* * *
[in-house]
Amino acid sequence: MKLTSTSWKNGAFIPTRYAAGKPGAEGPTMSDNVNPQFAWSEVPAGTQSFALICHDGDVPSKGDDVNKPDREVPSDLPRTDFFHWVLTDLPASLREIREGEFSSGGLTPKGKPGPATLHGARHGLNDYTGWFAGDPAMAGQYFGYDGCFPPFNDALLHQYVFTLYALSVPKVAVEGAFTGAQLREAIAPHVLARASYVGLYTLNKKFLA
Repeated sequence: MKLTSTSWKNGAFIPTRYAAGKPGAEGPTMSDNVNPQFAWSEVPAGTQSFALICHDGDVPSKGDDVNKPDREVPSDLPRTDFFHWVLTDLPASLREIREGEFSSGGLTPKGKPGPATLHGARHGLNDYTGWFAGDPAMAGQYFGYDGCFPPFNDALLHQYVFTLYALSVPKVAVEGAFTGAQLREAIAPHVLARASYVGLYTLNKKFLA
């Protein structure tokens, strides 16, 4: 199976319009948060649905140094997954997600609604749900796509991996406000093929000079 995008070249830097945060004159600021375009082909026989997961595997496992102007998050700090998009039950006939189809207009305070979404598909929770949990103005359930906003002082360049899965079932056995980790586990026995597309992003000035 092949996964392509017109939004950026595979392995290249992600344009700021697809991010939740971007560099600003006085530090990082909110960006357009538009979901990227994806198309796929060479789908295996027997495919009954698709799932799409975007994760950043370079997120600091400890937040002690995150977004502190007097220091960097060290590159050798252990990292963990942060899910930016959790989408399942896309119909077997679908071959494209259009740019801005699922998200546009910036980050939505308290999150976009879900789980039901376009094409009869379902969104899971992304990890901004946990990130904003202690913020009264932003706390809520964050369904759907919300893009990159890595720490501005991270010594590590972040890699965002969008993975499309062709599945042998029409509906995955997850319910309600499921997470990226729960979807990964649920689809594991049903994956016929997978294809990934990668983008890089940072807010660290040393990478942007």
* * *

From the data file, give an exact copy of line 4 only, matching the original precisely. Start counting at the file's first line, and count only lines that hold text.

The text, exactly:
């Protein structure tokens, strides 16, 4: 199976319009948060649905140094997954997600609604749900796509991996406000093929000079 995008070249830097945060004159600021375009082909026989997961595997496992102007998050700090998009039950006939189809207009305070979404598909929770949990103005359930906003002082360049899965079932056995980790586990026995597309992003000035 092949996964392509017109939004950026595979392995290249992600344009700021697809991010939740971007560099600003006085530090990082909110960006357009538009979901990227994806198309796929060479789908295996027997495919009954698709799932799409975007994760950043370079997120600091400890937040002690995150977004502190007097220091960097060290590159050798252990990292963990942060899910930016959790989408399942896309119909077997679908071959494209259009740019801005699922998200546009910036980050939505308290999150976009879900789980039901376009094409009869379902969104899971992304990890901004946990990130904003202690913020009264932003706390809520964050369904759907919300893009990159890595720490501005991270010594590590972040890699965002969008993975499309062709599945042998029409509906995955997850319910309600499921997470990226729960979807990964649920689809594991049903994956016929997978294809990934990668983008890089940072807010660290040393990478942007």